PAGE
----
The Trump budget also would cap SNAP benefits, which are determined by income level and the number of people in a household to households of no more than six.

That means larger families would receive a maximum monthly benefit of $925, no matter how many people need to be fed.

The Trump budget also would eliminate thousands of “able-bodied” adults without children from SNAP unless they work at least 20 hours a week or are in a monitored job training or job search program.

Currently, those individuals are eligible for benefits – whether they have a job or not — if they live in a community with an unemployment rate that’s higher than the national average. Nolen said there are about 58,000 “abled-bodied adults without dependents” who qualify for SNAP in 124 Connecticut towns.

We need people to go to work… If you’re on food stamps, and you’re able-bodied, we need you to go to work,” Mulvaney said.

But to Nolan, those unemployed recipients can’t find jobs.

“(SNAP) is the one program they can get to help them,” she said.

‘Do right and feed everyone’

Esty, who will hold a roundtable in Waterbury Wednesday to discuss the future of SNAP, said GOP efforts to cut food stamps and other social programs are based on a flawed ideology.

“They see this as a dependency that’s sapping the independent spirit of America,” she said.

Conservative groups like the Cato Institute say there’s enormous “fraud and abuse” in the system, and that recipients are more obese than other Americans because they use their benefits to buy “sugary soft drinks” and cookies. To Cato, there’s not a hunger problem, but an excess calorie problem.

“The way to reform the food stamp program is to end federal involvement and transfer the full funding and administration to the states,” a recent Cato policy paper said. “Each state could decide to provide benefits either more or less generous than current benefits, and each state could decide whether or not taxpayers should subsidize soft drinks, candy, cookies, snack crackers, and ice cream.”

Hart said many people receiving food stamps tend to buy less healthy food and beverages because they do not have any other choice.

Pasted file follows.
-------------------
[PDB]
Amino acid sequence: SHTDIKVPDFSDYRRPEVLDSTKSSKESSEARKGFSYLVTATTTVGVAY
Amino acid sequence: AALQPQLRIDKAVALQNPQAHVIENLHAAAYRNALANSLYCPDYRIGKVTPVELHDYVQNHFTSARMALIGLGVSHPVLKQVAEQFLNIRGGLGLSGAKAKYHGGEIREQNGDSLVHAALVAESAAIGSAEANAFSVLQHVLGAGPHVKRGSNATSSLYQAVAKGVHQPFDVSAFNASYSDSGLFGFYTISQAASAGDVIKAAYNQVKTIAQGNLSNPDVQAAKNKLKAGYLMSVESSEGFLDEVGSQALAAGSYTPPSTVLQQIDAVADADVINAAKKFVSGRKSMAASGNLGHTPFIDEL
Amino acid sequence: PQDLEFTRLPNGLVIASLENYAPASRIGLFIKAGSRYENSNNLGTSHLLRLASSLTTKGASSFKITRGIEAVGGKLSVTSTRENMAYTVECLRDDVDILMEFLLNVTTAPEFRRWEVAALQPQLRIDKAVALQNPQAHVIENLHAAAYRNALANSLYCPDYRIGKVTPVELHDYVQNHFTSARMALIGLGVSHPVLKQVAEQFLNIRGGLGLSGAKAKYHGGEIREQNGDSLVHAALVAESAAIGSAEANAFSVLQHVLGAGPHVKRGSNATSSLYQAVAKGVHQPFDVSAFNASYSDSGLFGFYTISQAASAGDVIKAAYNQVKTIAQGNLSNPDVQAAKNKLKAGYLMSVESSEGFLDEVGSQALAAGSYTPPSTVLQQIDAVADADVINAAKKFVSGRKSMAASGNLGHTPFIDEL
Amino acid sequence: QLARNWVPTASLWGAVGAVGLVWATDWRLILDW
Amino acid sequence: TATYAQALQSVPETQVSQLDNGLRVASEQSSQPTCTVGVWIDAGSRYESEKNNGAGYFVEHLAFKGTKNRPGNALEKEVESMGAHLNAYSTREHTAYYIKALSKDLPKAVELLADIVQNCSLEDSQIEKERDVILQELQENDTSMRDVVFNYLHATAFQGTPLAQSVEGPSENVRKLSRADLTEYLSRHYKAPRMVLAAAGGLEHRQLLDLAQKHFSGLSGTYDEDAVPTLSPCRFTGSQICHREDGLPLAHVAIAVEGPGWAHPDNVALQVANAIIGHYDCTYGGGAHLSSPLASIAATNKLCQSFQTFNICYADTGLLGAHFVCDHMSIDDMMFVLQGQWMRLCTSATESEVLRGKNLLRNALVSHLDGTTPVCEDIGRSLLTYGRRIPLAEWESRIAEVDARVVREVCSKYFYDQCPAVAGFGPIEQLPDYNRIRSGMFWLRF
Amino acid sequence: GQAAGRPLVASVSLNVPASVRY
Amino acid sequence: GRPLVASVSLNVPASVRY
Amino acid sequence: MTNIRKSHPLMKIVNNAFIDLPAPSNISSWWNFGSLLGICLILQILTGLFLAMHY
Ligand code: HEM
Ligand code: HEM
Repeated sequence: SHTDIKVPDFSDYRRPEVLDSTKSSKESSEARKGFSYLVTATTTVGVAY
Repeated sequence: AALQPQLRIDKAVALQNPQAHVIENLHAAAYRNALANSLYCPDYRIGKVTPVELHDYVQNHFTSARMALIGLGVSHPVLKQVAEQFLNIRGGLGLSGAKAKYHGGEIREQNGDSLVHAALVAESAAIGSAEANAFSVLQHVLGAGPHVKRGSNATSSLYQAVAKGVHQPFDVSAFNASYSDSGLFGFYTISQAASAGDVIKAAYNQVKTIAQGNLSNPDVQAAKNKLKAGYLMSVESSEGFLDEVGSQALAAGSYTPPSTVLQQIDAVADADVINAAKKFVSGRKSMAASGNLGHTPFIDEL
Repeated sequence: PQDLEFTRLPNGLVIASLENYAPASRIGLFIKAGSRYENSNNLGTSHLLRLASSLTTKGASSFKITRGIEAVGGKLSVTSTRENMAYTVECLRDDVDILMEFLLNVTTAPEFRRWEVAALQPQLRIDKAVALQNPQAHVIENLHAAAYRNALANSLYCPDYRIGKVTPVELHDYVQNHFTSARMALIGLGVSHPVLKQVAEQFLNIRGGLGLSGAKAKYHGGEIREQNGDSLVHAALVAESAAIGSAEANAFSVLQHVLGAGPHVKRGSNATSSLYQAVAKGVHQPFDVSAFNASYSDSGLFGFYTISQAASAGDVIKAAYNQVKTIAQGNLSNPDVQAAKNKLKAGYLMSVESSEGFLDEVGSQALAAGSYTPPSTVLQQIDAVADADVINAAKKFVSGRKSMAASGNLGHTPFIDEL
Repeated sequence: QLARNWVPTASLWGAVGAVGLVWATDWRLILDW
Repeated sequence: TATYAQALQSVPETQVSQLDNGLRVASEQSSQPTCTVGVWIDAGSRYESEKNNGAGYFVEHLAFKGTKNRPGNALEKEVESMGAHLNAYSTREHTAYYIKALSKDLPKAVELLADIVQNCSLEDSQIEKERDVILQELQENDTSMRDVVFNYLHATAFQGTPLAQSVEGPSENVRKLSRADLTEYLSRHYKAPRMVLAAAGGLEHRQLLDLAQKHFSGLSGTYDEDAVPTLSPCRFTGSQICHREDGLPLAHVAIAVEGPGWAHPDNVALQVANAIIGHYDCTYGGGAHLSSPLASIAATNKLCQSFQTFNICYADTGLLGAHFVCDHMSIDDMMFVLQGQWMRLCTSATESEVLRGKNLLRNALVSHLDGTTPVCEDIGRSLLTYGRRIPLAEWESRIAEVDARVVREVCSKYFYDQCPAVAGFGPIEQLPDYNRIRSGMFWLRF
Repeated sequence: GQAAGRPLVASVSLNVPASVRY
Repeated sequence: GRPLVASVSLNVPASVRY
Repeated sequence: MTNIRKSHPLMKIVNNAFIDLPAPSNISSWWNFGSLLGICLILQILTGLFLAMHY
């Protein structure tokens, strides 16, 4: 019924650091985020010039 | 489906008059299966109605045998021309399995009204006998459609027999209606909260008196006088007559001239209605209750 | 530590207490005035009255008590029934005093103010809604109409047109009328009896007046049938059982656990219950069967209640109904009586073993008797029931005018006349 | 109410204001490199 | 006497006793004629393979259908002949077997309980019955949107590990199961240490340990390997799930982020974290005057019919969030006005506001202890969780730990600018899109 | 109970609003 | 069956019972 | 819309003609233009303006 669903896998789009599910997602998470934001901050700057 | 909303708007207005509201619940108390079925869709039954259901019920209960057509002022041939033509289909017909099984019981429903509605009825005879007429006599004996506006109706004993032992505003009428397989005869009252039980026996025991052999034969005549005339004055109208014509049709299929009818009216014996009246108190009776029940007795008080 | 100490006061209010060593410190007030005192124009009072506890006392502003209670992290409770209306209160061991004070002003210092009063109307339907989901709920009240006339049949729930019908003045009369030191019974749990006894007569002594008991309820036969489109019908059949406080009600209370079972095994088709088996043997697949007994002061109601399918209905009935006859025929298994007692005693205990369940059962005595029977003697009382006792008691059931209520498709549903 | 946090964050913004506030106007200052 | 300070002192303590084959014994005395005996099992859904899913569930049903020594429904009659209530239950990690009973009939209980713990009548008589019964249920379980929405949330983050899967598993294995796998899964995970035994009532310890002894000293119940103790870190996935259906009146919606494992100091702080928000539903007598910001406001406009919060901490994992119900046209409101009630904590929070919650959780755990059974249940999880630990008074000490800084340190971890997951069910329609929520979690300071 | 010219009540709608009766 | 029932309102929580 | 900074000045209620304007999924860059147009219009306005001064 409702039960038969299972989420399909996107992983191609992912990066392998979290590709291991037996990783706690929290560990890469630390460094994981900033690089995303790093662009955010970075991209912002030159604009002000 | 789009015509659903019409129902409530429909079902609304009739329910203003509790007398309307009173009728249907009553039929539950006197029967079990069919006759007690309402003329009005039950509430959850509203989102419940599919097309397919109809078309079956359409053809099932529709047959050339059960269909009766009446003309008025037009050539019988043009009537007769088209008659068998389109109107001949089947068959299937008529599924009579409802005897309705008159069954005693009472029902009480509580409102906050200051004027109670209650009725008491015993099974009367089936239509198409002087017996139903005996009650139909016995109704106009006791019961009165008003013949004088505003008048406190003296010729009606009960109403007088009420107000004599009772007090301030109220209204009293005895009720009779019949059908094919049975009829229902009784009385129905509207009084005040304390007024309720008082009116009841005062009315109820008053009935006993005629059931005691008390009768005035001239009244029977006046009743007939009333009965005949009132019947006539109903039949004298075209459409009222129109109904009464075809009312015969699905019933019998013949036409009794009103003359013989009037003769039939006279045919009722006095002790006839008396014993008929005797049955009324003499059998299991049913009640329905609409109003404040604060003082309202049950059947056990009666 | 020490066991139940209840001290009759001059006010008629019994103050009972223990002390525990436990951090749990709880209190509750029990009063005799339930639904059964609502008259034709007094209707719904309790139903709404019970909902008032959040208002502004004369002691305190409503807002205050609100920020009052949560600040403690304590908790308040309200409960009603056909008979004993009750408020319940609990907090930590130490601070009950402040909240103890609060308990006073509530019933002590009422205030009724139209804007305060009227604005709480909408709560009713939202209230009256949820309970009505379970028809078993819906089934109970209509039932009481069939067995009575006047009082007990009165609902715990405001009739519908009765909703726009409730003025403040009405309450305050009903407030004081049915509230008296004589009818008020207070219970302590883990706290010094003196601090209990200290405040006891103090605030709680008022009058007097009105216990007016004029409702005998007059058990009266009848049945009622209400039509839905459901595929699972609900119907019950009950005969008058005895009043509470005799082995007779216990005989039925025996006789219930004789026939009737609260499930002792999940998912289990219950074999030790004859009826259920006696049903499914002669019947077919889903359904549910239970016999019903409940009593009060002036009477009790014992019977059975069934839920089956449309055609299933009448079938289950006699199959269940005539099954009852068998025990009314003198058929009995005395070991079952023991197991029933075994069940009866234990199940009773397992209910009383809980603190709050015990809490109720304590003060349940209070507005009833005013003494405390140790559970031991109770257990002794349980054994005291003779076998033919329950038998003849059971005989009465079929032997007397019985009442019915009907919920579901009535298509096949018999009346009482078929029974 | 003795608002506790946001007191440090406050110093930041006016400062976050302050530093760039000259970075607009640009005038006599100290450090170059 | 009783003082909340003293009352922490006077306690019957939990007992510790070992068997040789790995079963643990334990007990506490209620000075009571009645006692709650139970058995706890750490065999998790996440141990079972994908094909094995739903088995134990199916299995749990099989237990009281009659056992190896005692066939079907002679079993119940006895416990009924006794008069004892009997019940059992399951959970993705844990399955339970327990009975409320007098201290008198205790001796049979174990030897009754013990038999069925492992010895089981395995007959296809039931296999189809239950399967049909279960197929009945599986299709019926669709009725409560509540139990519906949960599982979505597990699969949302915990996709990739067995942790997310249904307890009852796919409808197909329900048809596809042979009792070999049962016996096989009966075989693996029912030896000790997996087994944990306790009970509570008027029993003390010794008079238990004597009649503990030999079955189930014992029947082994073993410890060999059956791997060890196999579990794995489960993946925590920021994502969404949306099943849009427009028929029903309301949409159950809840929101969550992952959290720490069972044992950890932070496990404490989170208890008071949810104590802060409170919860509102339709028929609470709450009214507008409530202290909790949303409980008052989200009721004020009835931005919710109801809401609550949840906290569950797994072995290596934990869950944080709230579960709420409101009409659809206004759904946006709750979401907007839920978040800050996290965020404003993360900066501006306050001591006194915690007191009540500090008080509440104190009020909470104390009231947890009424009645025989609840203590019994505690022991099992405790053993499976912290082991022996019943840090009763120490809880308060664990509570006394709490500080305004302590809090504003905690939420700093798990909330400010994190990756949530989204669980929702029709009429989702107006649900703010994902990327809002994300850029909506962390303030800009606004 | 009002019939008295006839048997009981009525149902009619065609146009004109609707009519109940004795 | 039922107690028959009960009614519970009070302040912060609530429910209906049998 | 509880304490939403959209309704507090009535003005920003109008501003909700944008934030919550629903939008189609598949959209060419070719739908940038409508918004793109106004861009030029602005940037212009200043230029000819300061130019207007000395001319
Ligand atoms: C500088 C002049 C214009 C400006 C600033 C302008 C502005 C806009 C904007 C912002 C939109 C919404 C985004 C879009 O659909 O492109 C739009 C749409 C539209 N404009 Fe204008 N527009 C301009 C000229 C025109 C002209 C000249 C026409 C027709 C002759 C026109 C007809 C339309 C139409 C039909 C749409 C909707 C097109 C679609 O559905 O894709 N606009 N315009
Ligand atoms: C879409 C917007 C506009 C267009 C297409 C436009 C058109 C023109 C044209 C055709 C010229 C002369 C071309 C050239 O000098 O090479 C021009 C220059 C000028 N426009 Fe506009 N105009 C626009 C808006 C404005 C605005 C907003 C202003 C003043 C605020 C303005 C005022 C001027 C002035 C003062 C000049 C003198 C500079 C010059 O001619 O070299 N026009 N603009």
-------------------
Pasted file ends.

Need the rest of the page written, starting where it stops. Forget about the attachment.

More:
“We all know that fresh is best,” Hart said. “ But she said she sometimes buys unhealthy food “because of the disparity of the prices and because of the little bit I’m getting.”

“Two and a half gallons of 100 percent apple juice is maybe going to cost me like $2.39 a bottle, so that’s $5. I could buy five gallons of fruit-flavored, fruit punch mix and get that for $1,” she said.

Nolan said the Trump budget has put food stamp advocates on “high alert.” She also said it would be foolhardy for the federal government to shrink a program that helps people during tough times – the average length of time a participant stays on SNAP is nine months, Nolan said – and brings federal dollars into a local community.

“It is a flexible program, and it works,” she said.

Under questioning last week by Rep. Rosa DeLauro, D-3rd District,  Secretary of Agriculture Sonny Perdue split with the White House over the changes needed to the food stamp program. Farm groups have joined anti-hunger groups in opposing the Trump budget changes in the program.

At a  hearing of the House Appropriations subcommittee on agriculture, Perdue   assured DeLauro, a champion of the program, that SNAP is not broken and doesn’t need to be fixed .

“The new motto of USDA is ‘do right and feed everyone,’” Perdue said.

Later in the hearing, however, Perdue said he favored stricter work requirements for SNAP recipients.

Ana has written about politics and policy in Washington, D.C.. for Gannett, Thompson Reuters and UPI. She was a special correspondent for the Miami Herald, and a regular contributor to The New York TImes, Advertising Age and several other publications. She has also worked in broadcast journalism, for CNN and several local NPR stations. She is a graduate of the University of Maryland School of Journalism.